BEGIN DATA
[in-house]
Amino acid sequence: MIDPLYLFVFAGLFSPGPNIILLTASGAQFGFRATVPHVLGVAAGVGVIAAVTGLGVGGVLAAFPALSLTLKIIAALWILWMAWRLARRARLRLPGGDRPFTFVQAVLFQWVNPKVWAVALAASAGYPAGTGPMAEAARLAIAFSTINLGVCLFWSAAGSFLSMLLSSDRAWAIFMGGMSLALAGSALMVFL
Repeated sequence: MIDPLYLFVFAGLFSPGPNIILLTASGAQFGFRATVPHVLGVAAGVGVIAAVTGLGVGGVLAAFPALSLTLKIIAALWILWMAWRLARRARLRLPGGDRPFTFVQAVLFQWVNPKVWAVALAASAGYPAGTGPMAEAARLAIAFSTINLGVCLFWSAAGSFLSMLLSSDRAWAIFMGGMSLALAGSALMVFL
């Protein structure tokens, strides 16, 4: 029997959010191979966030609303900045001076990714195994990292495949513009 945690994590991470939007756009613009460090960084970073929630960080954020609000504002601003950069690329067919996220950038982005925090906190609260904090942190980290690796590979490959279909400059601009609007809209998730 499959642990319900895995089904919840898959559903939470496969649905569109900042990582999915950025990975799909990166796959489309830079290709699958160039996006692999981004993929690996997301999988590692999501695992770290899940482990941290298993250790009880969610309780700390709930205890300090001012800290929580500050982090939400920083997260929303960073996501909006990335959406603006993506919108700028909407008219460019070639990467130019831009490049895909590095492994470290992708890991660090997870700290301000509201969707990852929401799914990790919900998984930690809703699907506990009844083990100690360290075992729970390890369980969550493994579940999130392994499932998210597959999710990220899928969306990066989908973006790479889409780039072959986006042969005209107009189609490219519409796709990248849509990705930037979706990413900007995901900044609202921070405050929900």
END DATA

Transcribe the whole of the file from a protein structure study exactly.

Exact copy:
[in-house]
Amino acid sequence: MIDPLYLFVFAGLFSPGPNIILLTASGAQFGFRATVPHVLGVAAGVGVIAAVTGLGVGGVLAAFPALSLTLKIIAALWILWMAWRLARRARLRLPGGDRPFTFVQAVLFQWVNPKVWAVALAASAGYPAGTGPMAEAARLAIAFSTINLGVCLFWSAAGSFLSMLLSSDRAWAIFMGGMSLALAGSALMVFL
Repeated sequence: MIDPLYLFVFAGLFSPGPNIILLTASGAQFGFRATVPHVLGVAAGVGVIAAVTGLGVGGVLAAFPALSLTLKIIAALWILWMAWRLARRARLRLPGGDRPFTFVQAVLFQWVNPKVWAVALAASAGYPAGTGPMAEAARLAIAFSTINLGVCLFWSAAGSFLSMLLSSDRAWAIFMGGMSLALAGSALMVFL
């Protein structure tokens, strides 16, 4: 029997959010191979966030609303900045001076990714195994990292495949513009 945690994590991470939007756009613009460090960084970073929630960080954020609000504002601003950069690329067919996220950038982005925090906190609260904090942190980290690796590979490959279909400059601009609007809209998730 499959642990319900895995089904919840898959559903939470496969649905569109900042990582999915950025990975799909990166796959489309830079290709699958160039996006692999981004993929690996997301999988590692999501695992770290899940482990941290298993250790009880969610309780700390709930205890300090001012800290929580500050982090939400920083997260929303960073996501909006990335959406603006993506919108700028909407008219460019070639990467130019831009490049895909590095492994470290992708890991660090997870700290301000509201969707990852929401799914990790919900998984930690809703699907506990009844083990100690360290075992729970390890369980969550493994579940999130392994499932998210597959999710990220899928969306990066989908973006790479889409780039072959986006042969005209107009189609490219519409796709990248849509990705930037979706990413900007995901900044609202921070405050929900």